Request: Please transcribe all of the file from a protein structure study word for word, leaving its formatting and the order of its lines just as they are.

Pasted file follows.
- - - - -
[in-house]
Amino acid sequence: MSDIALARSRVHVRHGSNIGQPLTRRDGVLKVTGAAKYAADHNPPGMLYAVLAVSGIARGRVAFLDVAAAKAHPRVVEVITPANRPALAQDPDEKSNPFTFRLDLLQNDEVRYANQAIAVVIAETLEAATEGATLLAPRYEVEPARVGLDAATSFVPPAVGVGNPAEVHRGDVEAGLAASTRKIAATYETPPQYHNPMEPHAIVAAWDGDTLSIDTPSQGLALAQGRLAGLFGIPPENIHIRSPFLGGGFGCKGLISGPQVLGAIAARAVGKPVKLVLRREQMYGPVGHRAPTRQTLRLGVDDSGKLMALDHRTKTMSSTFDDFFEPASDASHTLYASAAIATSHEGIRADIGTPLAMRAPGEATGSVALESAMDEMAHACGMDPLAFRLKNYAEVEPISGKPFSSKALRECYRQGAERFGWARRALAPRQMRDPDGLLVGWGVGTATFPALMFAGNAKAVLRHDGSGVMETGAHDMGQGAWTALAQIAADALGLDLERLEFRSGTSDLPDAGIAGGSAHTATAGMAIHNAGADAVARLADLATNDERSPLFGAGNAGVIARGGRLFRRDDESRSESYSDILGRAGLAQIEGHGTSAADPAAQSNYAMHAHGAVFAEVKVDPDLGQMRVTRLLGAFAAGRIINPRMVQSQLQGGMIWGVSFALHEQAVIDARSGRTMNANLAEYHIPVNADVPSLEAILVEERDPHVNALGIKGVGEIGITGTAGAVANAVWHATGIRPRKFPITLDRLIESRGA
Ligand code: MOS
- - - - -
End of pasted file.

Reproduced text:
[in-house]
Amino acid sequence: MSDIALARSRVHVRHGSNIGQPLTRRDGVLKVTGAAKYAADHNPPGMLYAVLAVSGIARGRVAFLDVAAAKAHPRVVEVITPANRPALAQDPDEKSNPFTFRLDLLQNDEVRYANQAIAVVIAETLEAATEGATLLAPRYEVEPARVGLDAATSFVPPAVGVGNPAEVHRGDVEAGLAASTRKIAATYETPPQYHNPMEPHAIVAAWDGDTLSIDTPSQGLALAQGRLAGLFGIPPENIHIRSPFLGGGFGCKGLISGPQVLGAIAARAVGKPVKLVLRREQMYGPVGHRAPTRQTLRLGVDDSGKLMALDHRTKTMSSTFDDFFEPASDASHTLYASAAIATSHEGIRADIGTPLAMRAPGEATGSVALESAMDEMAHACGMDPLAFRLKNYAEVEPISGKPFSSKALRECYRQGAERFGWARRALAPRQMRDPDGLLVGWGVGTATFPALMFAGNAKAVLRHDGSGVMETGAHDMGQGAWTALAQIAADALGLDLERLEFRSGTSDLPDAGIAGGSAHTATAGMAIHNAGADAVARLADLATNDERSPLFGAGNAGVIARGGRLFRRDDESRSESYSDILGRAGLAQIEGHGTSAADPAAQSNYAMHAHGAVFAEVKVDPDLGQMRVTRLLGAFAAGRIINPRMVQSQLQGGMIWGVSFALHEQAVIDARSGRTMNANLAEYHIPVNADVPSLEAILVEERDPHVNALGIKGVGEIGITGTAGAVANAVWHATGIRPRKFPITLDRLIESRGA
Ligand code: MOS